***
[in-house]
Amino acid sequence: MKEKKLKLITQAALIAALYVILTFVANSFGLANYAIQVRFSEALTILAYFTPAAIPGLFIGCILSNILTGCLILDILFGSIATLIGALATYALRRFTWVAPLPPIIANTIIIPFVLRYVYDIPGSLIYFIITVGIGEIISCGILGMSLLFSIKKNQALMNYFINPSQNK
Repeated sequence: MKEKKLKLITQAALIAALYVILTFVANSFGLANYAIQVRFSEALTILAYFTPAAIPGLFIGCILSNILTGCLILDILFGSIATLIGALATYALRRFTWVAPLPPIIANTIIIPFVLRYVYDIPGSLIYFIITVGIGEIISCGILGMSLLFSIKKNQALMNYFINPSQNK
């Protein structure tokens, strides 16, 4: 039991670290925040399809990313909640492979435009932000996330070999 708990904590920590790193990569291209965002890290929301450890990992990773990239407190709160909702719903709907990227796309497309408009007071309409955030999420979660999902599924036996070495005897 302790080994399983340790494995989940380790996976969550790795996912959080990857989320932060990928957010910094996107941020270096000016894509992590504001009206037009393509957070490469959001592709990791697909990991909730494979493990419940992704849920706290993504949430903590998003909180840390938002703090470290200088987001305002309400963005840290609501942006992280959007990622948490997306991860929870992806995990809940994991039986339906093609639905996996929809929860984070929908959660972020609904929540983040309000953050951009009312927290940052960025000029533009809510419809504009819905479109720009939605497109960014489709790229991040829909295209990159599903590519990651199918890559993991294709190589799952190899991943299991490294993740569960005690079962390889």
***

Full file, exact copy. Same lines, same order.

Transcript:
[in-house]
Amino acid sequence: MKEKKLKLITQAALIAALYVILTFVANSFGLANYAIQVRFSEALTILAYFTPAAIPGLFIGCILSNILTGCLILDILFGSIATLIGALATYALRRFTWVAPLPPIIANTIIIPFVLRYVYDIPGSLIYFIITVGIGEIISCGILGMSLLFSIKKNQALMNYFINPSQNK
Repeated sequence: MKEKKLKLITQAALIAALYVILTFVANSFGLANYAIQVRFSEALTILAYFTPAAIPGLFIGCILSNILTGCLILDILFGSIATLIGALATYALRRFTWVAPLPPIIANTIIIPFVLRYVYDIPGSLIYFIITVGIGEIISCGILGMSLLFSIKKNQALMNYFINPSQNK
């Protein structure tokens, strides 16, 4: 039991670290925040399809990313909640492979435009932000996330070999 708990904590920590790193990569291209965002890290929301450890990992990773990239407190709160909702719903709907990227796309497309408009007071309409955030999420979660999902599924036996070495005897 302790080994399983340790494995989940380790996976969550790795996912959080990857989320932060990928957010910094996107941020270096000016894509992590504001009206037009393509957070490469959001592709990791697909990991909730494979493990419940992704849920706290993504949430903590998003909180840390938002703090470290200088987001305002309400963005840290609501942006992280959007990622948490997306991860929870992806995990809940994991039986339906093609639905996996929809929860984070929908959660972020609904929540983040309000953050951009009312927290940052960025000029533009809510419809504009819905479109720009939605497109960014489709790229991040829909295209990159599903590519990651199918890559993991294709190589799952190899991943299991490294993740569960005690079962390889």